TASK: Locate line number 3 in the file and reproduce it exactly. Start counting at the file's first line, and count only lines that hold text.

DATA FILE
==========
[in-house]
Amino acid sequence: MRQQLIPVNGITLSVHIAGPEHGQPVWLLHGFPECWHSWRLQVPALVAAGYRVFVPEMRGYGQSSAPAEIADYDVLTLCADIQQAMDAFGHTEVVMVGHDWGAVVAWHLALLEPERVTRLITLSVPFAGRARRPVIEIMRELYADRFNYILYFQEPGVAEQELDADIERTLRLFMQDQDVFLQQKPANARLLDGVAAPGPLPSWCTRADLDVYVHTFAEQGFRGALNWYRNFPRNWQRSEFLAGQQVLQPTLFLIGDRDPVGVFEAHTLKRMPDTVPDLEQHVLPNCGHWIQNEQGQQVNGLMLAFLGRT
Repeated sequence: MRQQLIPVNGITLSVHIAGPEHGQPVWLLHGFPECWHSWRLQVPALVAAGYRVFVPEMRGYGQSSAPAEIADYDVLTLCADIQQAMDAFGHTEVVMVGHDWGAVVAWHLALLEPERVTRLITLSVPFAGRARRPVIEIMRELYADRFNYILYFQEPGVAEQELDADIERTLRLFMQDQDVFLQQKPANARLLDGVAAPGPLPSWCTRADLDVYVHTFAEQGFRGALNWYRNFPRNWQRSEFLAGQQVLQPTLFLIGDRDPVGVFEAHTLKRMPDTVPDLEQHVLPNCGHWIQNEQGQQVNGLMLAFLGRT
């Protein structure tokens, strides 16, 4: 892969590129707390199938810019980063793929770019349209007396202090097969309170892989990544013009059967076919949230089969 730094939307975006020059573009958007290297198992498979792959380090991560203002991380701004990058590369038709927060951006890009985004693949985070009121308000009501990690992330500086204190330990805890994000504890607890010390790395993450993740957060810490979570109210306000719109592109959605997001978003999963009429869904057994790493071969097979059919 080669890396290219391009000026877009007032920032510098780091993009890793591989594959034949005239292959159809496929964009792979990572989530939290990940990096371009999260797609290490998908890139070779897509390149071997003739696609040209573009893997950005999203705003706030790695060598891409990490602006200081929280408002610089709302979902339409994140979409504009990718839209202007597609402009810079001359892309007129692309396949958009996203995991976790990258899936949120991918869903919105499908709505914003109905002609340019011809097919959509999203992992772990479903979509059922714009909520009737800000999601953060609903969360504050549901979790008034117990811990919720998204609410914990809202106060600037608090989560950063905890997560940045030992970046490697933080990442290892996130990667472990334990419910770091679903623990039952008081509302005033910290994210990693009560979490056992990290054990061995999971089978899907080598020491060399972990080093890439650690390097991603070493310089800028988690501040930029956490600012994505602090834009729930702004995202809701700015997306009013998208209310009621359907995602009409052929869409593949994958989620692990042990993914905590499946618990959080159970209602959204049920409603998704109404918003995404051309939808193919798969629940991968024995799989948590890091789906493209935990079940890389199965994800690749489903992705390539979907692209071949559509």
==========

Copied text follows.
Repeated sequence: MRQQLIPVNGITLSVHIAGPEHGQPVWLLHGFPECWHSWRLQVPALVAAGYRVFVPEMRGYGQSSAPAEIADYDVLTLCADIQQAMDAFGHTEVVMVGHDWGAVVAWHLALLEPERVTRLITLSVPFAGRARRPVIEIMRELYADRFNYILYFQEPGVAEQELDADIERTLRLFMQDQDVFLQQKPANARLLDGVAAPGPLPSWCTRADLDVYVHTFAEQGFRGALNWYRNFPRNWQRSEFLAGQQVLQPTLFLIGDRDPVGVFEAHTLKRMPDTVPDLEQHVLPNCGHWIQNEQGQQVNGLMLAFLGRT